Westport rental discussions come to a grinding halt
LINCOLNTON – State law will prohibit Lincoln County Commissioners from taking significant action against a Westport rental house that’s caused problems for neighbors in recent months.
Neighbors say that instead of a quiet vacation rental, the Howard Lane house has hosted parties at all hours of the night and has disrupted their quality of life.
The vacation home owners largely ignored neighbors’ requests to tone things down and the county commission was looking toward creating a law that would restrict rentals.
But board chair Alex Patton said it’s probably not possible. The county can’t regulate vacation rentals without also regulating all properties.
He read N.C. General Statute 153A-364, which states the county can’t adopt or enforce any law that would require an owner of rental property to obtain a permit or permission from the county to lease or rent residential real property.
“I think it’s dead,” Patton said.
Commissioner George Arena requested that County Attorney Wesley Deaton look into whether there was a law that classified something as a business or hotel instead of a residence.
“That seems to be the only direction we can go with this,” Commissioner Jim Klein said.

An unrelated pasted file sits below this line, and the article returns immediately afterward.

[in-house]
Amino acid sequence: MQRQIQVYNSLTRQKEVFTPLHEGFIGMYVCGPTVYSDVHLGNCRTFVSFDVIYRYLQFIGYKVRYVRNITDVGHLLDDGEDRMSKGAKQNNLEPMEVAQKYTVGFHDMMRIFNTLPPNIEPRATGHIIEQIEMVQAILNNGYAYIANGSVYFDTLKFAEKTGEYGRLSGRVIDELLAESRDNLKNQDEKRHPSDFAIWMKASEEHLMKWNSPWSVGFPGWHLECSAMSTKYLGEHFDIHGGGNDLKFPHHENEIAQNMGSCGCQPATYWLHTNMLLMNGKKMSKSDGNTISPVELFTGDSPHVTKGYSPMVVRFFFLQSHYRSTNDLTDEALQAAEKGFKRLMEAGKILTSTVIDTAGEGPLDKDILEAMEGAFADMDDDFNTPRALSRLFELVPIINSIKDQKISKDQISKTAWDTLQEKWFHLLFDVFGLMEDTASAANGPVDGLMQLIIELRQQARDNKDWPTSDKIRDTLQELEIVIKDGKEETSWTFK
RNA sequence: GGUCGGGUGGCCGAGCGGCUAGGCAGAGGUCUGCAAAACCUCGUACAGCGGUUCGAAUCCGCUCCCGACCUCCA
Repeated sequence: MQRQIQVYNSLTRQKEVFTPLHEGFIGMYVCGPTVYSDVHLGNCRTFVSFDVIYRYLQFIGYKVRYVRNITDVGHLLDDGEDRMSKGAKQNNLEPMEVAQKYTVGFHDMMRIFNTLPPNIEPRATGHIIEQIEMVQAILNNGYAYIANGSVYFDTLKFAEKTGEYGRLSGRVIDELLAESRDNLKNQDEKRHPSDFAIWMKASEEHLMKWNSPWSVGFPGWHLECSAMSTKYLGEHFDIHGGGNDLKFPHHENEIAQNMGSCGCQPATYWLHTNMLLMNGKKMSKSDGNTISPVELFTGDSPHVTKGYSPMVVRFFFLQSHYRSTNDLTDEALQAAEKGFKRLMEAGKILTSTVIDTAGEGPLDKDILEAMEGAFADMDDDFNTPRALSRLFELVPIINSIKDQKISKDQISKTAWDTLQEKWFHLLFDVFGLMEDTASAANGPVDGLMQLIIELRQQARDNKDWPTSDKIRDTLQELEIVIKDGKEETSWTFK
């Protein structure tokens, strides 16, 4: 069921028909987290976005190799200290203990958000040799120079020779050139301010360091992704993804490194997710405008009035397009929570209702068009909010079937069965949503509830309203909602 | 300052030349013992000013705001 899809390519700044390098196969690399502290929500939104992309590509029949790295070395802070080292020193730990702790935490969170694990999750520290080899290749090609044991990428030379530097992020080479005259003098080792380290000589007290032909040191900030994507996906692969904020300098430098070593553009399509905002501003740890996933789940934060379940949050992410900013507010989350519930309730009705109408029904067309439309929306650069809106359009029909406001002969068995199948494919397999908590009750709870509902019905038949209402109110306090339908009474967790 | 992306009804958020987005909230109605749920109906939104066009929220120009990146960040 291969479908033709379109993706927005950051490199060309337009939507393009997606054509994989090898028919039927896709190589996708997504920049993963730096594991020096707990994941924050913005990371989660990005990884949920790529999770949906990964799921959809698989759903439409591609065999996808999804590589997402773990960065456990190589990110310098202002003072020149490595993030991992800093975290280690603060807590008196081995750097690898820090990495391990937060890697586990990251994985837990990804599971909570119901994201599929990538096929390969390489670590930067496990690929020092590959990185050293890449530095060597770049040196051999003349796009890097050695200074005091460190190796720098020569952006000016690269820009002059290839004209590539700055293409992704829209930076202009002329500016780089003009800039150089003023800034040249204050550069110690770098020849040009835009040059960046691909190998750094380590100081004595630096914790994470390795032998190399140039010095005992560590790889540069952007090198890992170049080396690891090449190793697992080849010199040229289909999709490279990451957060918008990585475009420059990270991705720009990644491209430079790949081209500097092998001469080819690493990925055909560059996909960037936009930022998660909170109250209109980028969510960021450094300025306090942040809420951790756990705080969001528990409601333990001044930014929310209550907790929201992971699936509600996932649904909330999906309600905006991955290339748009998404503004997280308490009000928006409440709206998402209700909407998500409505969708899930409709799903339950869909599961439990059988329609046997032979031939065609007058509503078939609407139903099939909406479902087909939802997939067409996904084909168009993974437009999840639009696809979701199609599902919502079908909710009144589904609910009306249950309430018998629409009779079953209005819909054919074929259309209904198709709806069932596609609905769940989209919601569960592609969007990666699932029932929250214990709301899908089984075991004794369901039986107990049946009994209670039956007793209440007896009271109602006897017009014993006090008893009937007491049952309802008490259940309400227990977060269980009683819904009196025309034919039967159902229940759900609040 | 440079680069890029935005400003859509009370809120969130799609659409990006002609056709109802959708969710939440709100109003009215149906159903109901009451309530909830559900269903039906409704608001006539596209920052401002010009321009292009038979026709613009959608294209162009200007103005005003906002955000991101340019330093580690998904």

The board had planned to hold a public hearing on the matter at its Aug. 6 meeting, but with Monday’s news, that won’t happen.
“I’m ready to move on to something else,” Commissioner Carrol Mitchem said. “County government has wasted enough time. … Let’s get on with more important matters.”
Commissioners also approved a special events and mass gatherings law that will require permits for events with 300 people or more.
Organizers are now required to obtain a permit 30 days prior to the event through the parks and recreation department.
“We felt we all needed this for first responders to be aware of events coming,” Assistant County Manager Martha Lide said.
Those who don’t obtain a permit could be subject to a fine, Lide said.
“This is the first year. Our intent would not to be heavy handed with this,” Lide said. “We want to educate as much as possible.”